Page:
A perennial fancy dress costume, the safari suit may have last been worn seriously Roger Moore in 1973’s Live and Let Die. Flared, tight fitting khaki two pieces might be out but that doesn’t mean that all safari clothing is ripe for pastiche.
A safari might be an experience of a lifetime but you will be outside all day viewing wild animals and the wrong clothes might mean you are uncomfortable, scaring away animals or get arrested! That’s why we’ve created this quick guide to safari clothing so that you can blend in wherever you are.
Most safaris take place in either the sweltering heat of the African plains or unpredictable wilds of Asia, packing jeans and t-shirts just isn’t going to cut it. So, just what do you need to pack in your bag when heading off on safari?
Any guide to safari clothing needs to bear two things in mind. Firstly, the clothes you wear need to be safe, and secondly, they need to be comfortable. With both of these factors in mind, we’ve broken down the guide to safari clothing into handy categories.
Safari clothing colours
Bright colours might be fine for wearing round the lodge in the evening but when you’re out in the vehicle you need to blend in as much as possible. Depending on your environment, that means colour matching. If you’re in the snow, for example, white clothes will work. But if you’re on the plains, that means traditional khakis, greens and browns.
However, it is very important if you are travelling in Africa not to wear camouflage gear. Africa is a beautiful and incredibly diverse continent but there are the occasional lunatics running around starting wars and fighting each other. The last thing you want is to be mistaken for one of them. This might seem funny but we’re very serious. In some African countries there is even danger of arrest for wearing camouflage gear.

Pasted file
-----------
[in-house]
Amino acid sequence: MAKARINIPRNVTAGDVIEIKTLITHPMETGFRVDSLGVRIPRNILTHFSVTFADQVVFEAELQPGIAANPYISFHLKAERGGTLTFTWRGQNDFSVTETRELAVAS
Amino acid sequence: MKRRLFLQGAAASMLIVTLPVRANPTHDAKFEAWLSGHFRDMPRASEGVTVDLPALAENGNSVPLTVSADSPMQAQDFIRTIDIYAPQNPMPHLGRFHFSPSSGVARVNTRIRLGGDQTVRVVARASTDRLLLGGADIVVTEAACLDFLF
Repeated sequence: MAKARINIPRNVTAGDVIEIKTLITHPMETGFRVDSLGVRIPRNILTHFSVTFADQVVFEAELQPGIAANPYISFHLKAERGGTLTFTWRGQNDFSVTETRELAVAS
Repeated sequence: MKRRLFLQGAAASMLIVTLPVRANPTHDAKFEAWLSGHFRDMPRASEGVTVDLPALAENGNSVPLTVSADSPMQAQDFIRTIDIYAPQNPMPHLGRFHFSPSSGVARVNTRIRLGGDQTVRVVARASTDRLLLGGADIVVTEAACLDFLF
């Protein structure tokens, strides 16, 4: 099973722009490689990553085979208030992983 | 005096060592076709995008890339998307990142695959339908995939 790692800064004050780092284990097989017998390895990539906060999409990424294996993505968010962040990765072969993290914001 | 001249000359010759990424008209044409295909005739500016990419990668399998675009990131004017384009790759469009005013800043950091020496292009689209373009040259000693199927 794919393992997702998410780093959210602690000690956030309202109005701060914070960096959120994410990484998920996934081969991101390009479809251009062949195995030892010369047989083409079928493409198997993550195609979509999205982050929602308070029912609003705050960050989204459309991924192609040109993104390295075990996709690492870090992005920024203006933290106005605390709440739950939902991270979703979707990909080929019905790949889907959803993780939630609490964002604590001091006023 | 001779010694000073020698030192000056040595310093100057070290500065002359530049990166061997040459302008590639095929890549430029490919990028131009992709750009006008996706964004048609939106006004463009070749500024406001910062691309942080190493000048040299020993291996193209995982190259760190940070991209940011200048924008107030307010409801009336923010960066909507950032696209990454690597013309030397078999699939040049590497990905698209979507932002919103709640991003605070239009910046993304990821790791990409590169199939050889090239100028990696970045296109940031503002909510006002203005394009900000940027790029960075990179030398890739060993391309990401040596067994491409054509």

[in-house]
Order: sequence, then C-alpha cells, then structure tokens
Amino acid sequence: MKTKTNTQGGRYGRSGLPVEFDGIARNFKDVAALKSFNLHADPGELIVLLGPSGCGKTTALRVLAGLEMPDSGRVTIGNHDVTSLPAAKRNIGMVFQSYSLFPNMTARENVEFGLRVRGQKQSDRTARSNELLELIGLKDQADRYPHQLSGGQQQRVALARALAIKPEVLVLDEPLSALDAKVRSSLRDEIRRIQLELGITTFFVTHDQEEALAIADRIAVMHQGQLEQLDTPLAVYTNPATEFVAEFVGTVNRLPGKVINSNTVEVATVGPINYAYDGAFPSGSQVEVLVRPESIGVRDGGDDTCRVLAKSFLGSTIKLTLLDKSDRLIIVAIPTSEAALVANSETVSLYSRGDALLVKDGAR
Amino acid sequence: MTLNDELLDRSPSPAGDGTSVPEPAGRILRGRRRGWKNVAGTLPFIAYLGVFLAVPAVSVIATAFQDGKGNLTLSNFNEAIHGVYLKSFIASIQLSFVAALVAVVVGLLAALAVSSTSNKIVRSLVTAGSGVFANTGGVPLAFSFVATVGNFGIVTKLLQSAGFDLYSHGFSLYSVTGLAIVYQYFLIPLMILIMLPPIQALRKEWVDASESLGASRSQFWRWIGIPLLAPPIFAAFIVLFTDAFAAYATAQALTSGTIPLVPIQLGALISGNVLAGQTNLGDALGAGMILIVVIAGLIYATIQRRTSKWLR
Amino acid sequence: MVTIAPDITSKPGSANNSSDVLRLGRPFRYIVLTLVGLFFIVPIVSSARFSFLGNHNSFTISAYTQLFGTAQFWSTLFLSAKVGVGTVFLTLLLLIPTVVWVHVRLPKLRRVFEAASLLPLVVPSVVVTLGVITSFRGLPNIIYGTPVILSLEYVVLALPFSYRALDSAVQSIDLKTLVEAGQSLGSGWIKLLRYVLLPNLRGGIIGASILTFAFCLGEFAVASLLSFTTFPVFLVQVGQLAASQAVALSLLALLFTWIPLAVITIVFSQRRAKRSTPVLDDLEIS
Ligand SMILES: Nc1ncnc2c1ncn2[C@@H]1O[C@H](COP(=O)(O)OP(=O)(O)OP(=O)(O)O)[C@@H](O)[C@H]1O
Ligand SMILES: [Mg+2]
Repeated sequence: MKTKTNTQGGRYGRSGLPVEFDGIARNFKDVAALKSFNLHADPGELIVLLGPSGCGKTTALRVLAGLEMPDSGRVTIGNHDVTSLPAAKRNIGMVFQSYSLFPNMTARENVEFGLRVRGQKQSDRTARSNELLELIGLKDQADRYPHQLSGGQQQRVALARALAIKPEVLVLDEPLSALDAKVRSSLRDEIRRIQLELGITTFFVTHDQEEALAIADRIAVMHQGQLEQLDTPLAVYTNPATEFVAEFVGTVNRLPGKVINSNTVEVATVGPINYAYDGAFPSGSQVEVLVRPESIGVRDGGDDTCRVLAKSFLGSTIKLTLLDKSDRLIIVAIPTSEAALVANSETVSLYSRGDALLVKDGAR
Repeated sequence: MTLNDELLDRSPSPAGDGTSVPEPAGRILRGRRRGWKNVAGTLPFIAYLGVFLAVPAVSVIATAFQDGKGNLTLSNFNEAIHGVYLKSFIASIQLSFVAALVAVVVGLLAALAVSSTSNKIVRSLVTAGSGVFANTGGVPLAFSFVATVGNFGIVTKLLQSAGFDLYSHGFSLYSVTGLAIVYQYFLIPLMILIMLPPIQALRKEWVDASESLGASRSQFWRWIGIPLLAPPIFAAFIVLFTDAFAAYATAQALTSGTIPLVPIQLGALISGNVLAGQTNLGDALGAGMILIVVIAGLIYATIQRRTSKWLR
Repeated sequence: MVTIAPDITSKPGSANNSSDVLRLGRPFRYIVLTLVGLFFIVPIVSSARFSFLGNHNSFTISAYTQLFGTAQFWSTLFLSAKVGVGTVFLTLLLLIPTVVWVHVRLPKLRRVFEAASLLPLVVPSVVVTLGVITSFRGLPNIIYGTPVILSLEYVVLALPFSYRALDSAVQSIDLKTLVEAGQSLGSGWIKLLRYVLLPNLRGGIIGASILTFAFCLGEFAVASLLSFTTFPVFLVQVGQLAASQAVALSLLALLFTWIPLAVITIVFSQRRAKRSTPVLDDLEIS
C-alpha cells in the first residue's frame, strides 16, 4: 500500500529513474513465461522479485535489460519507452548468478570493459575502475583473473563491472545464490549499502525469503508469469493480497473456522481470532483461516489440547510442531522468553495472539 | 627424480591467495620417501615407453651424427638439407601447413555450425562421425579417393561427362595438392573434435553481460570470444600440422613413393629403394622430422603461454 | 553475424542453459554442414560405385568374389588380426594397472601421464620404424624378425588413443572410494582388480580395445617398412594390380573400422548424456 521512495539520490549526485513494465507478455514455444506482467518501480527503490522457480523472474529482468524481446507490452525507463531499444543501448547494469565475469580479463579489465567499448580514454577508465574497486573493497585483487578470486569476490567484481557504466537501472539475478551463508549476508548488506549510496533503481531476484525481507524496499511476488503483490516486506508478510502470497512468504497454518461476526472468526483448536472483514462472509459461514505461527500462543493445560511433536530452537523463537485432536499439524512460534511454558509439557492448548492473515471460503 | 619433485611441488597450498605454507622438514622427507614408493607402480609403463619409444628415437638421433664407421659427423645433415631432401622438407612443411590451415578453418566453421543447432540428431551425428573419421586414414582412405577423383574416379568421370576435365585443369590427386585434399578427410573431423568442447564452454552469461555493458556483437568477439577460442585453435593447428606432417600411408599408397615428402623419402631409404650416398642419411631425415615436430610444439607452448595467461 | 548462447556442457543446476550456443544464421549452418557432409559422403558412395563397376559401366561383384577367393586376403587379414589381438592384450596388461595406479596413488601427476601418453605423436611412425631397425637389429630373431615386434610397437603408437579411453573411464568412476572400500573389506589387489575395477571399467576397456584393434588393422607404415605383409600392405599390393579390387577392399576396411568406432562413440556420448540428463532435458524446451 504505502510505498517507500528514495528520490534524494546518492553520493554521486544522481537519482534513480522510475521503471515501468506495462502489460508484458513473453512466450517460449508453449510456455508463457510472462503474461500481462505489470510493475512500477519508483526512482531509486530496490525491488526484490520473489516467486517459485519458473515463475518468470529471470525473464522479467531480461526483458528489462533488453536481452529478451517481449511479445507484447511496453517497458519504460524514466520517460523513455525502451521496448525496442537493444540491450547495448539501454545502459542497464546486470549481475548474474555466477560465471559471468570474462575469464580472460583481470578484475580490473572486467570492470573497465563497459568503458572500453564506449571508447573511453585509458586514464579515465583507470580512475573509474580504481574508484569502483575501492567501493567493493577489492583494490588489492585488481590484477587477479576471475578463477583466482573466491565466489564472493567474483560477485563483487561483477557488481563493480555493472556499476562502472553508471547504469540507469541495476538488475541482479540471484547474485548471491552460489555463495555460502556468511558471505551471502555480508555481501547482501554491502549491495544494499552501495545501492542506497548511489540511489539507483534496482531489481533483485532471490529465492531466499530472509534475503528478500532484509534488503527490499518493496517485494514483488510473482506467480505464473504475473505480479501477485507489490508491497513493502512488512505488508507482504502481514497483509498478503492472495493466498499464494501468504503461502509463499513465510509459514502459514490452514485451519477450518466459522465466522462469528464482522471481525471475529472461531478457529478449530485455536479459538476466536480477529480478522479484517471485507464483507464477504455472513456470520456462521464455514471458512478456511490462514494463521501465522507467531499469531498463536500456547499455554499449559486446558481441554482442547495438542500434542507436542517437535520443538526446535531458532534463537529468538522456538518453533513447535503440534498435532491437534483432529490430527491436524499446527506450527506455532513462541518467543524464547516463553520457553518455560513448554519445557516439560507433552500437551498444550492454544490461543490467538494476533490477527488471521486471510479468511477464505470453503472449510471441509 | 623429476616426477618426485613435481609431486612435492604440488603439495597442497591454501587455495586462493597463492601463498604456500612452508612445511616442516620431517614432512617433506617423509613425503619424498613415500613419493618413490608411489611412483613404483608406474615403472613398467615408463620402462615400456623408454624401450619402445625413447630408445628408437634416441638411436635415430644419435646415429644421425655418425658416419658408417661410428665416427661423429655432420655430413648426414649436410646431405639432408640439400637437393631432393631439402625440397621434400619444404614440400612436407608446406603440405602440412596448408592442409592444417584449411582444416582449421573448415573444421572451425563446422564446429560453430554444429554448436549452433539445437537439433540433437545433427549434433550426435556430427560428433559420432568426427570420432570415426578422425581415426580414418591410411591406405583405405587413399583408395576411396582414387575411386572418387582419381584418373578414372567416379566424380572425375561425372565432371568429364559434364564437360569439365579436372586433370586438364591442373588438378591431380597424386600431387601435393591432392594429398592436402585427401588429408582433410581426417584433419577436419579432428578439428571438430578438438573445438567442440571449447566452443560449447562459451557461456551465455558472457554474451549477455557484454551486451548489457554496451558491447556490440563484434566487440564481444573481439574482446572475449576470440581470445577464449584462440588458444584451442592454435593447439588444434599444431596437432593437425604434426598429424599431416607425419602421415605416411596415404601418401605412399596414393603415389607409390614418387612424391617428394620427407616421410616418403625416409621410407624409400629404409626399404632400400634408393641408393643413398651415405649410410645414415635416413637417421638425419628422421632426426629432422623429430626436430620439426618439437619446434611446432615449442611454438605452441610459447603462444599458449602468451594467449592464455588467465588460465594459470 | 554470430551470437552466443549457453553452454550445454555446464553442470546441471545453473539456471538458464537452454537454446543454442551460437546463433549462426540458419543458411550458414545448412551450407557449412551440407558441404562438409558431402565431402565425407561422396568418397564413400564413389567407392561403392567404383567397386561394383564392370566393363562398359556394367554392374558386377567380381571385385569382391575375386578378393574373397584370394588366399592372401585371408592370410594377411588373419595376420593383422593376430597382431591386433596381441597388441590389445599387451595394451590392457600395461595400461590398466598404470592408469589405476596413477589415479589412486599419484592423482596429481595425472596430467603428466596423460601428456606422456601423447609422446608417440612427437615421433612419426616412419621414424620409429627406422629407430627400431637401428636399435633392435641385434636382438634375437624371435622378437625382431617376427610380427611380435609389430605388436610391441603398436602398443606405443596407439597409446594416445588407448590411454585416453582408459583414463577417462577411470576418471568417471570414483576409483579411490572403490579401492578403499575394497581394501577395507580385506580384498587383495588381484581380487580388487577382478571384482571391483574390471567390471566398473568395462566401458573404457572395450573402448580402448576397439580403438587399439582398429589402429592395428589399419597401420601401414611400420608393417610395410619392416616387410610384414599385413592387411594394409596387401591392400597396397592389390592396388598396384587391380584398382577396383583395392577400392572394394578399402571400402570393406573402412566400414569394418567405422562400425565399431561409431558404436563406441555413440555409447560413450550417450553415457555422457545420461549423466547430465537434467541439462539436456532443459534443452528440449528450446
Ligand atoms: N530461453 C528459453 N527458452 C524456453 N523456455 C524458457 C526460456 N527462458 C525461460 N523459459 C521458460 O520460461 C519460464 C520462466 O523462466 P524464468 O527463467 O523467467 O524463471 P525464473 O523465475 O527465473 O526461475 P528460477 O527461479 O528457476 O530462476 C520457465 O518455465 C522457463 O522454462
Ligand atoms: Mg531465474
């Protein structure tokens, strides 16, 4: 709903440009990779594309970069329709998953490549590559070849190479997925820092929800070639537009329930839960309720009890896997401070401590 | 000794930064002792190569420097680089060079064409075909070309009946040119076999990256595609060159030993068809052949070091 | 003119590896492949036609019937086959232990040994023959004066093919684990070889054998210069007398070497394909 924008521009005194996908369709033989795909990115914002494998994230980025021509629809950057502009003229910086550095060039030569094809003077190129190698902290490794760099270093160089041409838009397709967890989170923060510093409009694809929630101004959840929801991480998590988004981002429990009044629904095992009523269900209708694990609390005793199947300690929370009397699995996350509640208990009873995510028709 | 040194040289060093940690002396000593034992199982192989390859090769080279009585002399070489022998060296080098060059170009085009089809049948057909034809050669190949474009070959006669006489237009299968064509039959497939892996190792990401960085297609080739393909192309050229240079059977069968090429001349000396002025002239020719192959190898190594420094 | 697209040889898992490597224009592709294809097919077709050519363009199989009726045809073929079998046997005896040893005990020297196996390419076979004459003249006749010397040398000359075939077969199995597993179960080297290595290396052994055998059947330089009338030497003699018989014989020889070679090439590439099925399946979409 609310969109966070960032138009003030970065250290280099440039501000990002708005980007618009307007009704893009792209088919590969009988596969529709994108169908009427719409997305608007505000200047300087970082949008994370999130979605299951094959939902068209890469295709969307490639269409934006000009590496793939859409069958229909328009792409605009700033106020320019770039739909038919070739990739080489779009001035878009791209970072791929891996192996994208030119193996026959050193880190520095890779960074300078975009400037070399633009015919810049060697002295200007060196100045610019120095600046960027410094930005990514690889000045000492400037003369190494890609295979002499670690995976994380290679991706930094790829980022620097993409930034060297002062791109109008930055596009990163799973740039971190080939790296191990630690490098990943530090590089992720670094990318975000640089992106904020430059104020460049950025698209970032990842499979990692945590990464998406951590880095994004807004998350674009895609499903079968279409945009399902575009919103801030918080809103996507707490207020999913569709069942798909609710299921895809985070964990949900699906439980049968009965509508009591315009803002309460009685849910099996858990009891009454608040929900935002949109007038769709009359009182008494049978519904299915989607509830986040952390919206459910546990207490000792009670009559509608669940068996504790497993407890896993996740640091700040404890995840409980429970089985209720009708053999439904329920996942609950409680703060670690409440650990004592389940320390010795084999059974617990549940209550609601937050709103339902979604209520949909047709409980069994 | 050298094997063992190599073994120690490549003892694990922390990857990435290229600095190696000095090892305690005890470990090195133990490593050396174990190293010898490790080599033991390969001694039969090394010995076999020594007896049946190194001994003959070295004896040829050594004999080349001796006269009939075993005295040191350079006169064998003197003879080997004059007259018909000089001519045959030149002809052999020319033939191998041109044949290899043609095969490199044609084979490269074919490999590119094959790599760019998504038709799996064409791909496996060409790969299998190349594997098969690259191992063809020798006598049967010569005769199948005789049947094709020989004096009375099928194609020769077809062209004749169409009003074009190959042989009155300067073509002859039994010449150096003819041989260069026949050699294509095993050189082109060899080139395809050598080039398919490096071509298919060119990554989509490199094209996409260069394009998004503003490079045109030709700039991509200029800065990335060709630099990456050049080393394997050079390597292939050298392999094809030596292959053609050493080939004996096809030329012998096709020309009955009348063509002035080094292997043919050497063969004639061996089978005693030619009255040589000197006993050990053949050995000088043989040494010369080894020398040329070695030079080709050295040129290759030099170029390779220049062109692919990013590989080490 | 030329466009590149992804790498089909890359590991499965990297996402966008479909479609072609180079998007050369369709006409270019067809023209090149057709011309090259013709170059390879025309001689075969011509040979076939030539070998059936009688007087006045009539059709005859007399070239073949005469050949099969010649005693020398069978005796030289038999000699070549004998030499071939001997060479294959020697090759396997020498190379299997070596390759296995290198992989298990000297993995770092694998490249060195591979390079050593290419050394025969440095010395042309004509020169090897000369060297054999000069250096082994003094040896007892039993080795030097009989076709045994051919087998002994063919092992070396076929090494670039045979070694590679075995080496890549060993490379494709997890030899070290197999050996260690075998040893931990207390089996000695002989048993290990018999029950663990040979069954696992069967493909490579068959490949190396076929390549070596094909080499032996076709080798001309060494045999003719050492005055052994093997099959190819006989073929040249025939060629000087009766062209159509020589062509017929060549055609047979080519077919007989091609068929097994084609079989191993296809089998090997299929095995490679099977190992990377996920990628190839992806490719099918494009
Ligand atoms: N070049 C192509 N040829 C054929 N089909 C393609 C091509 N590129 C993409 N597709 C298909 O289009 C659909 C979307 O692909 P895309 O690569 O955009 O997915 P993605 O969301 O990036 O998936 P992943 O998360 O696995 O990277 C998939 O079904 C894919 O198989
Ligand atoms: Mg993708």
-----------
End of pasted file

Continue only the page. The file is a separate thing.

Safari clothing materials
On any African safari, lightweight and breathable is the way forward. It’s going to get hot and anything other than lightweight cotton is going to get uncomfortable. Plus, if your clothing is noisy, you might potentially be scaring away some incredible animals.
Waterproofs are recommended if it’s rainy season but keep them stowed away until absolutely necessary as are additional layers as mornings can be very cold. The same colour rules apply across the board.
Ok, so we joked about Roger’s safari suit but the reality is, the same safari style still exists, albeit in a more up to date cut. Loose fitting safari shirts, shorts and trousers are cut to cover skin, and with plenty of pockets for storage. They just might not have the wing collared shirts and bell bottom trousers any more.
A hat, preferably wide brimmed is also a good idea for protecting your head and keeping the sun off.
Depending on the type of safari you’ve booked you may have to take some additional clothes and equipment. A jacket for the evenings is usually required, as depending on the season temperatures can drop a lot at night.
Not technically clothing and often provided by the lodge, a mosquito net is essential, so check if one is supplied. Also, depending on the kind of safari you’re going on, the guide to safari clothing will differ. You may want to take some clothes to dress for dinner if it’s an up-market affair. But such is the extent of safari adventure holidays, equally you might not want to take anything you don’t mind getting ruined, if it’s a more rough and ready adventure.